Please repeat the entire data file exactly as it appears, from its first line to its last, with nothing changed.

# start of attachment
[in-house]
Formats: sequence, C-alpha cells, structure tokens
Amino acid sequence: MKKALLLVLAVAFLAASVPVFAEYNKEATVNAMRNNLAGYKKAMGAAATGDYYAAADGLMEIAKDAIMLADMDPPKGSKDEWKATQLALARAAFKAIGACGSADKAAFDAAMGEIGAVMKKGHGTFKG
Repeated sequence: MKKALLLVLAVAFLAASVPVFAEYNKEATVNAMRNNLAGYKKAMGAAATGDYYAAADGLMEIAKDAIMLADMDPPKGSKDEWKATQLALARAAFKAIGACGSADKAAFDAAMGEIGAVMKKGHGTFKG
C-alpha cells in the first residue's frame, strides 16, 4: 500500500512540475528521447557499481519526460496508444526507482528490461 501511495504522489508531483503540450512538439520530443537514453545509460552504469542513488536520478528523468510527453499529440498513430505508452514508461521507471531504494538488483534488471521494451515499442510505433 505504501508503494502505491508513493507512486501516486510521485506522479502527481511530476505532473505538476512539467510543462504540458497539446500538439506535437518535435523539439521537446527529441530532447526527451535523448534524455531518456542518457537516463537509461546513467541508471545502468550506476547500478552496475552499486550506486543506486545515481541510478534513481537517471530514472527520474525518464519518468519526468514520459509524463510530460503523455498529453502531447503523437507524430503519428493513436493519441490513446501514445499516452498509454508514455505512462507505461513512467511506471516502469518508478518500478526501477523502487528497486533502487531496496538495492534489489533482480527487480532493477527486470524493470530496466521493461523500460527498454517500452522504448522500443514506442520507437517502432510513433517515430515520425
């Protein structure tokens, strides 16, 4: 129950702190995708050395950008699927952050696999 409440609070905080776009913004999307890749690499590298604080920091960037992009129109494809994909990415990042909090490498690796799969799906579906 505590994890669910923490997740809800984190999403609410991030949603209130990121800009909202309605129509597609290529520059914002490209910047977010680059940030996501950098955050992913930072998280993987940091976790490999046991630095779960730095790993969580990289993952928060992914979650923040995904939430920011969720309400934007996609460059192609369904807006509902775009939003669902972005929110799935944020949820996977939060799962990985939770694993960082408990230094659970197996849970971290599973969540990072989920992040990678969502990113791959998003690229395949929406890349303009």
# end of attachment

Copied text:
[in-house]
Formats: sequence, C-alpha cells, structure tokens
Amino acid sequence: MKKALLLVLAVAFLAASVPVFAEYNKEATVNAMRNNLAGYKKAMGAAATGDYYAAADGLMEIAKDAIMLADMDPPKGSKDEWKATQLALARAAFKAIGACGSADKAAFDAAMGEIGAVMKKGHGTFKG
Repeated sequence: MKKALLLVLAVAFLAASVPVFAEYNKEATVNAMRNNLAGYKKAMGAAATGDYYAAADGLMEIAKDAIMLADMDPPKGSKDEWKATQLALARAAFKAIGACGSADKAAFDAAMGEIGAVMKKGHGTFKG
C-alpha cells in the first residue's frame, strides 16, 4: 500500500512540475528521447557499481519526460496508444526507482528490461 501511495504522489508531483503540450512538439520530443537514453545509460552504469542513488536520478528523468510527453499529440498513430505508452514508461521507471531504494538488483534488471521494451515499442510505433 505504501508503494502505491508513493507512486501516486510521485506522479502527481511530476505532473505538476512539467510543462504540458497539446500538439506535437518535435523539439521537446527529441530532447526527451535523448534524455531518456542518457537516463537509461546513467541508471545502468550506476547500478552496475552499486550506486543506486545515481541510478534513481537517471530514472527520474525518464519518468519526468514520459509524463510530460503523455498529453502531447503523437507524430503519428493513436493519441490513446501514445499516452498509454508514455505512462507505461513512467511506471516502469518508478518500478526501477523502487528497486533502487531496496538495492534489489533482480527487480532493477527486470524493470530496466521493461523500460527498454517500452522504448522500443514506442520507437517502432510513433517515430515520425
């Protein structure tokens, strides 16, 4: 129950702190995708050395950008699927952050696999 409440609070905080776009913004999307890749690499590298604080920091960037992009129109494809994909990415990042909090490498690796799969799906579906 505590994890669910923490997740809800984190999403609410991030949603209130990121800009909202309605129509597609290529520059914002490209910047977010680059940030996501950098955050992913930072998280993987940091976790490999046991630095779960730095790993969580990289993952928060992914979650923040995904939430920011969720309400934007996609460059192609369904807006509902775009939003669902972005929110799935944020949820996977939060799962990985939770694993960082408990230094659970197996849970971290599973969540990072989920992040990678969502990113791959998003690229395949929406890349303009």